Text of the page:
Sgt. William H. Carney, 54th Massachusetts, Medal of Honor Winner


Click on the pictures below to make them larger.

Plaque from site where USS Monitor was built in Greenpoint, Brooklyn.  Donation from Consolidated Freightways. (96kb) George's t-shirt from John Ericsson School JHS 126. (95kb) George's t-shirt from PS110 - The Monitor School. (99kb) John Ericsson invented a steam powered fire engine in England.  His fire engine ran the water hose.  It needed horses to pull it.  This steam fire engine did not need horses to run - just steam. (91kb)
ps196y0607e.jpg (74kb) This was a US Navy ship.  Wind power was used to make it move.  It was made of wood. (74kb) John Ericsson invented the USS Monitor which was made of iron and used steam power.  It was built in Greennpoint.  It had two guns in its turret which turned and allowed the USS Monitor to shoot in all directions. (75kb) See how heavy one bolt of the USS Monitor would be. (100kb)
ps196y0607i.jpg (77kb) Compare the USS Monitor to the CSS Virginia.  The CSS Virginia used to be the wooden US Navy ship the USS Merrimac.  The Confederates took off her sails and covered her with iron. (79kb) The USS Monitor sunk in a storm.  In 1973 she was discovered.  The National Oceanic and Atmospheric Administration have been salvaging parts of the USS Monitor.  This t-shirt was worn when the US Navy divers recovered the USS Monitor's Steam Engine. (65kb) Can you find this on your handout.  Yes, it is the orginal top of a flagpole that was in many battles during the Civil War. (117kb)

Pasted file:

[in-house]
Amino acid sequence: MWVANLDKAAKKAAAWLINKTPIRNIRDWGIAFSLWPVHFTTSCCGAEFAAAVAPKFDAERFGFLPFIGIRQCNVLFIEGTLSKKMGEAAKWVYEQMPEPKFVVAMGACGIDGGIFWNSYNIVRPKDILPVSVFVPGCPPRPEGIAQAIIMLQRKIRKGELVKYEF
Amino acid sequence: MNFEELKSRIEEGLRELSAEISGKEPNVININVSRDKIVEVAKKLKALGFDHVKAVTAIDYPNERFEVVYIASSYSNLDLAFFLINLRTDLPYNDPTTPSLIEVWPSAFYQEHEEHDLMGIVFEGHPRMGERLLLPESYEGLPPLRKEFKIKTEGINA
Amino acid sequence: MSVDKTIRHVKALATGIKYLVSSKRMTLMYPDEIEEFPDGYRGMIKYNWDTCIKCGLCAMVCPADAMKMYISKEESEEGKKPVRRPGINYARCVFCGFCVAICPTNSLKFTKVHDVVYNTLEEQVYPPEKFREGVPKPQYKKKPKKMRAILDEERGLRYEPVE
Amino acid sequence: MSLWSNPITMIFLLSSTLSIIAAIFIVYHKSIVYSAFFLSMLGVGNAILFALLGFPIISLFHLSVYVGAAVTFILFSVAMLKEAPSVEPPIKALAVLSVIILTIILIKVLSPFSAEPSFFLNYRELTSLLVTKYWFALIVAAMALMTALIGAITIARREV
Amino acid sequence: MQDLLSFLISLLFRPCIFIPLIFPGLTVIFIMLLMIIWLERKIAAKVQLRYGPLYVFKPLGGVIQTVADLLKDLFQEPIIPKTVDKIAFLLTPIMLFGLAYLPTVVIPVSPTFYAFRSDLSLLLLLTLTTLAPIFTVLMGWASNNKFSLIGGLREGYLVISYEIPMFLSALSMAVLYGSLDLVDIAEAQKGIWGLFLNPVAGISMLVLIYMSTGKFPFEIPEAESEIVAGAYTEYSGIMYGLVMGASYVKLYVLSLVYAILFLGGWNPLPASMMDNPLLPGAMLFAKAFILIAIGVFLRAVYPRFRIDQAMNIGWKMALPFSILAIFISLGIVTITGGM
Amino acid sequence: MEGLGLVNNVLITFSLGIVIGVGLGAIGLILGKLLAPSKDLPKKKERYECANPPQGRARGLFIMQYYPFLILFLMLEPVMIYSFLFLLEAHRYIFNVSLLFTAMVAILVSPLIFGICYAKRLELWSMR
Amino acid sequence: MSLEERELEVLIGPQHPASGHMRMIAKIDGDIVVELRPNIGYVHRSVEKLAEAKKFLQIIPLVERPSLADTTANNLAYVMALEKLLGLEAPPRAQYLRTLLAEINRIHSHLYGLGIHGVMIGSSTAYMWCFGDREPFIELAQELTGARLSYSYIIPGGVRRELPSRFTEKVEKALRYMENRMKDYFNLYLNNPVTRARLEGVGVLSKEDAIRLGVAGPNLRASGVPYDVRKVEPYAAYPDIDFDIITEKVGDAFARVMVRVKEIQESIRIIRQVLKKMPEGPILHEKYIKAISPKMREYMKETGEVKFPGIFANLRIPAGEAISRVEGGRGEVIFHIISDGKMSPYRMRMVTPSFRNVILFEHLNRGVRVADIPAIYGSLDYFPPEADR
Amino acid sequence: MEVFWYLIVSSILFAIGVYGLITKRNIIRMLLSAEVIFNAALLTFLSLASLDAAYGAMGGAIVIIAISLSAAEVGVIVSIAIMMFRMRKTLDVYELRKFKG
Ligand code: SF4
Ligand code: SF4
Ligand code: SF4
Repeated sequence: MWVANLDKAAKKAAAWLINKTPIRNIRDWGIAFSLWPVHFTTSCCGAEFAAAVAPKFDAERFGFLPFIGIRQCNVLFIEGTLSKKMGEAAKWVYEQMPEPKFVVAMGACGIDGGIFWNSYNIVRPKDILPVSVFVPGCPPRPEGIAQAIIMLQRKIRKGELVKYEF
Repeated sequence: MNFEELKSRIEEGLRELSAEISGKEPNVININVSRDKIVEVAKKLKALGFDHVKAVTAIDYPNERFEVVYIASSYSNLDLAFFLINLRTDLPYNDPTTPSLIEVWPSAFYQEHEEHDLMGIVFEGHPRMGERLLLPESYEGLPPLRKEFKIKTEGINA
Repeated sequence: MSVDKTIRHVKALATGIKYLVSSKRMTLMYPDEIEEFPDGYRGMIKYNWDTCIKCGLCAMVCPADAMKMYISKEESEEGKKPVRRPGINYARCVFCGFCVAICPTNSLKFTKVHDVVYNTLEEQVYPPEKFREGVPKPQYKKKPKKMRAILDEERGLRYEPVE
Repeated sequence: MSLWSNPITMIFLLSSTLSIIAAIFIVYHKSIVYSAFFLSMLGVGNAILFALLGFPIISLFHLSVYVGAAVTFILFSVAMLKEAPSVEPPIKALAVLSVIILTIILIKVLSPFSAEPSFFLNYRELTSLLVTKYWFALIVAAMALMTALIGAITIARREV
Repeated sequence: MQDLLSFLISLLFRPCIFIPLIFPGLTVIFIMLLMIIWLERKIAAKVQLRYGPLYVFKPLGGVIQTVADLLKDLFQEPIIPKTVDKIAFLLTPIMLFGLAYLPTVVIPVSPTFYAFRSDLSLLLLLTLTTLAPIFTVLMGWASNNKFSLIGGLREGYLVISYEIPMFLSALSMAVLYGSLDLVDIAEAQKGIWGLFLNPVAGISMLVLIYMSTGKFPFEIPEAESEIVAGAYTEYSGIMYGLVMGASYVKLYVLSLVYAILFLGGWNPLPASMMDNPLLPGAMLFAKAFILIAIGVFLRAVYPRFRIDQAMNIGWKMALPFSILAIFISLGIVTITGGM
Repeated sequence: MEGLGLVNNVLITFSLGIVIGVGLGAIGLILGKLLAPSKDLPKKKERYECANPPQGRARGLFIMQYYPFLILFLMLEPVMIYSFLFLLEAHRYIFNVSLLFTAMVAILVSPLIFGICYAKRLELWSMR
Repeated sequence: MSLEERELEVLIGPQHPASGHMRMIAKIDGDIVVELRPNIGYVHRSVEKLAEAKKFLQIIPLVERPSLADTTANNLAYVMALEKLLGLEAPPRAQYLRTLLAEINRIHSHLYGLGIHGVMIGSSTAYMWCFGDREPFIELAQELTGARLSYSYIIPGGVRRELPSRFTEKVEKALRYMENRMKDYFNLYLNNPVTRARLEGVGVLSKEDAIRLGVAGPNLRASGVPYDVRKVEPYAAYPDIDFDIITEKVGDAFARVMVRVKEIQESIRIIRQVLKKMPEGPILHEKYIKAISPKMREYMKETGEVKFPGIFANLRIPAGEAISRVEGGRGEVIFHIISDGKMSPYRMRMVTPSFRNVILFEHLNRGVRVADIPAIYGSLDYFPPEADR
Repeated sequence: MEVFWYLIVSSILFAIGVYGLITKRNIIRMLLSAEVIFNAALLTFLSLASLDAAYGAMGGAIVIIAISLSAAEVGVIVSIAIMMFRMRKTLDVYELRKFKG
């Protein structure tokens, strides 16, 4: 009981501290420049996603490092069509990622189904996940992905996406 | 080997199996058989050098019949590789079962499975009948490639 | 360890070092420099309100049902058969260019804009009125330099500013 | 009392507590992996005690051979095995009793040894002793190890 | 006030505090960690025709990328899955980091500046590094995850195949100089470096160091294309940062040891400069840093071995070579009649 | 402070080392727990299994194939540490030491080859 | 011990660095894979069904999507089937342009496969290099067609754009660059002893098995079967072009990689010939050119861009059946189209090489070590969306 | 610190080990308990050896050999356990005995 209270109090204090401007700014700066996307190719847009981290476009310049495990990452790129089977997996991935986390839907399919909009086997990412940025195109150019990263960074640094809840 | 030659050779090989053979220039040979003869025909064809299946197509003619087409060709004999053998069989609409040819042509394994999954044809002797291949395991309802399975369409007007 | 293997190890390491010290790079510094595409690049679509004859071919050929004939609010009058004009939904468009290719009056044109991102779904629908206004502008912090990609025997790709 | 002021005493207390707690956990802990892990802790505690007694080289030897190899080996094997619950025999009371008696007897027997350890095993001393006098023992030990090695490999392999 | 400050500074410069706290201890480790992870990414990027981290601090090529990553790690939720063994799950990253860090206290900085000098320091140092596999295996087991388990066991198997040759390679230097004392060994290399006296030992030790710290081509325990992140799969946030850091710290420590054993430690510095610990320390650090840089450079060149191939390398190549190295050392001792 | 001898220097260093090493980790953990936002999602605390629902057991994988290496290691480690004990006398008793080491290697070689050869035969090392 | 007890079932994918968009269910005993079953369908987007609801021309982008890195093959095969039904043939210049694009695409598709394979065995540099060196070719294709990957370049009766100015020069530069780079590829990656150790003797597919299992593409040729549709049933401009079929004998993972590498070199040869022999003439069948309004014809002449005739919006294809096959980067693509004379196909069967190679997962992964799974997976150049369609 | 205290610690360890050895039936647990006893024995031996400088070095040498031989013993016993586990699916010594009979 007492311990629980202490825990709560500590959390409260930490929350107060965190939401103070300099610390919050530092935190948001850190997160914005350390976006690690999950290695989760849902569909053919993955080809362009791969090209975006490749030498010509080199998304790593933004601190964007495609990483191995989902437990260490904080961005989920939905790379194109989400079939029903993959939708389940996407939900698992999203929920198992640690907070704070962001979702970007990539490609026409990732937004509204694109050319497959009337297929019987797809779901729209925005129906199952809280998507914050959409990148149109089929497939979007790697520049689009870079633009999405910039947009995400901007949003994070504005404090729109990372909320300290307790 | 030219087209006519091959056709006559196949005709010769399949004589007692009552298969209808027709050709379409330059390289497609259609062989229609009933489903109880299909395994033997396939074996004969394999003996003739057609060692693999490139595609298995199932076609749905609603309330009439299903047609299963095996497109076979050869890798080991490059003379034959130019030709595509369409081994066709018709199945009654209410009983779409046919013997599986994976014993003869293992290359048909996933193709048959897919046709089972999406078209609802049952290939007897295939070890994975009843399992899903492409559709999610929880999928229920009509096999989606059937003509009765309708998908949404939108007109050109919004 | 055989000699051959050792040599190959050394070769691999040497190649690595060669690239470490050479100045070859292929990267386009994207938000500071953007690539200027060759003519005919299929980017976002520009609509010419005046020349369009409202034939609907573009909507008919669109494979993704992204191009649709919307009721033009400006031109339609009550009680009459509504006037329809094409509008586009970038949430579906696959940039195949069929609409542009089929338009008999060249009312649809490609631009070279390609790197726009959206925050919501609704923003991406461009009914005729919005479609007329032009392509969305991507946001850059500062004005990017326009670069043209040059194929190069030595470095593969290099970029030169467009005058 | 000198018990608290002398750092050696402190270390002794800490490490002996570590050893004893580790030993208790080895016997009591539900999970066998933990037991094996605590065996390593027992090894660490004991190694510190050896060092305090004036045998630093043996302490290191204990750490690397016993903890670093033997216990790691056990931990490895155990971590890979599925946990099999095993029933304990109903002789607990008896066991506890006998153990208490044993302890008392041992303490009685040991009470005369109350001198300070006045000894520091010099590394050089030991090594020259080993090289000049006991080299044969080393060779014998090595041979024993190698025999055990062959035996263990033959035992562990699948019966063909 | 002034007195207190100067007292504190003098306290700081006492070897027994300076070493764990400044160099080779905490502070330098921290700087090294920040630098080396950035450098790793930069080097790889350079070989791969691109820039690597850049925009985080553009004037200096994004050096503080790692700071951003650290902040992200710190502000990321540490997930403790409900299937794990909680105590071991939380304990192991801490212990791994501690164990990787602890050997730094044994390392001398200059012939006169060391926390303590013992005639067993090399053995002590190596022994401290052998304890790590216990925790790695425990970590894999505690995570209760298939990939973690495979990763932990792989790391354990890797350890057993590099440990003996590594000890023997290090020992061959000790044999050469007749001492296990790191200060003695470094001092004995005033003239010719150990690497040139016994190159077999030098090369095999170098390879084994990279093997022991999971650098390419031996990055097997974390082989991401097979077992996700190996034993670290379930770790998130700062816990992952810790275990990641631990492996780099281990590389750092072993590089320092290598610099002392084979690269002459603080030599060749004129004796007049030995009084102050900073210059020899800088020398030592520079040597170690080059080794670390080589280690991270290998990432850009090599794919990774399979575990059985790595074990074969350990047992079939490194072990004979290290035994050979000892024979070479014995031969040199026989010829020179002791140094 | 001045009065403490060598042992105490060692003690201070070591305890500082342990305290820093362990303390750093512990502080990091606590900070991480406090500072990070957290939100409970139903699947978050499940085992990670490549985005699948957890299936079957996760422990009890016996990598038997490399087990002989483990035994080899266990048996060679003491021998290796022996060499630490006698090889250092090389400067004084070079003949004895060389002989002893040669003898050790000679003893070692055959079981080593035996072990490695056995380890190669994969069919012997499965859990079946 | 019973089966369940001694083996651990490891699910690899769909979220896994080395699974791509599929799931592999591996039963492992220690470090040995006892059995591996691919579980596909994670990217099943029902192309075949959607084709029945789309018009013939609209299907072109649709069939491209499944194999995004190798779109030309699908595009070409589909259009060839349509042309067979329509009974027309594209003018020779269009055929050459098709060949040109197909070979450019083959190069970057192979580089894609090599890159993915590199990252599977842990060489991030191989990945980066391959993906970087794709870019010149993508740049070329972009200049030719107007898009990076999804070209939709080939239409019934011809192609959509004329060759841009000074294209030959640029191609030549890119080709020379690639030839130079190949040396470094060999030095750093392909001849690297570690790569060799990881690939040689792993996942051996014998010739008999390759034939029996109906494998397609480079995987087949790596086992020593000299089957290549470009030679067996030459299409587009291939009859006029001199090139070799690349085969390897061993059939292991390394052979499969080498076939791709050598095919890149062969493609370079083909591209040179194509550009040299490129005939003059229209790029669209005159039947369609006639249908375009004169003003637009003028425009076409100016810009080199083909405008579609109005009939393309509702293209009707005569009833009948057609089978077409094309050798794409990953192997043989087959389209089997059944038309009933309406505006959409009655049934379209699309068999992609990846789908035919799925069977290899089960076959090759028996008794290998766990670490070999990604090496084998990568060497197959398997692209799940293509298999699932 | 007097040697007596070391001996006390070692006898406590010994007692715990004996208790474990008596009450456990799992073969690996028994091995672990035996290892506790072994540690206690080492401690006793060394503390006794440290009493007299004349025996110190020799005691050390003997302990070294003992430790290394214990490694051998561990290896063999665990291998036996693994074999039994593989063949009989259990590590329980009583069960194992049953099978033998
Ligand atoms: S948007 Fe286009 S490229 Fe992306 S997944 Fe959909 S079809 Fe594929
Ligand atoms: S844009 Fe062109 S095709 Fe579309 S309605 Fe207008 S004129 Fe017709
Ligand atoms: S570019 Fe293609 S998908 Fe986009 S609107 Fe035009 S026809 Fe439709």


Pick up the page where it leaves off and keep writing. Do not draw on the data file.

Which is the Union and which is the Confederate mascot?  The Union mascot is with the American flag and her soldiers are wearing dark blue uniforms.   Her name is Sallie.  Stonewall is the Confederate mascot. (83kb) ps196y0607n.jpg (108kb) Old Abe the eagle was in 37 battles.  After the war he was taken to parades by the Union veterans who were collecting money for the many orphan children whose fathers died during the Civil War. (95kb) Johnny Clem was only 9 years old when he joined the Civil War. (115kb)
ps196y0607q.jpg (91kb) A crew member of the USS Monitor. (103kb) We have a Confederate in the class. (92kb) ps196y0607t.jpg (113kb)
A Zouave fez. (102kb) ps196y0607v.jpg (109kb) ps196y0607w.jpg (103kb) A musician's coat. (98kb)
ps196y0607y.jpg (96kb) ps196y0607z.jpg (105kb) ps196y0607za.jpg (55kb) ps196y0607zb.jpg (72kb)
Arthur's great grandfather from the Civil War. (95kb) A marching tune from the Civil  War. (100kb) Singing about the Girls at Home.  The soldiers missed their families while they were away at war. (80kb) ps196y0607zf.jpg (89kb)
ps196y0607zg.jpg (95kb) ps196y0607zh.jpg (86kb) Yes this was the top of a flagpole during the Civil War. (147kb) ps196y0607zj.jpg (83kb)
ps196y0607zk.jpg (99kb)      

The Museum is not-for-profit with 501(c)(3) status.
FUNDING FOR THE 2004-2005, 2005-2006, 2006-2007 "Road Shows" WAS PROVIDED BY THE
Through a $50,000 Grant obtained by Congresswoman Nydia Velazquez


P.O. Box 220378
Brooklyn, New York 11222-0378

Janice Lauletta-Weinmann, President, Webmaster
George J. Weinmann, Webmaster

Copyright © 2002-2007 Janice & George J. Weinmann
All Rights Reserved.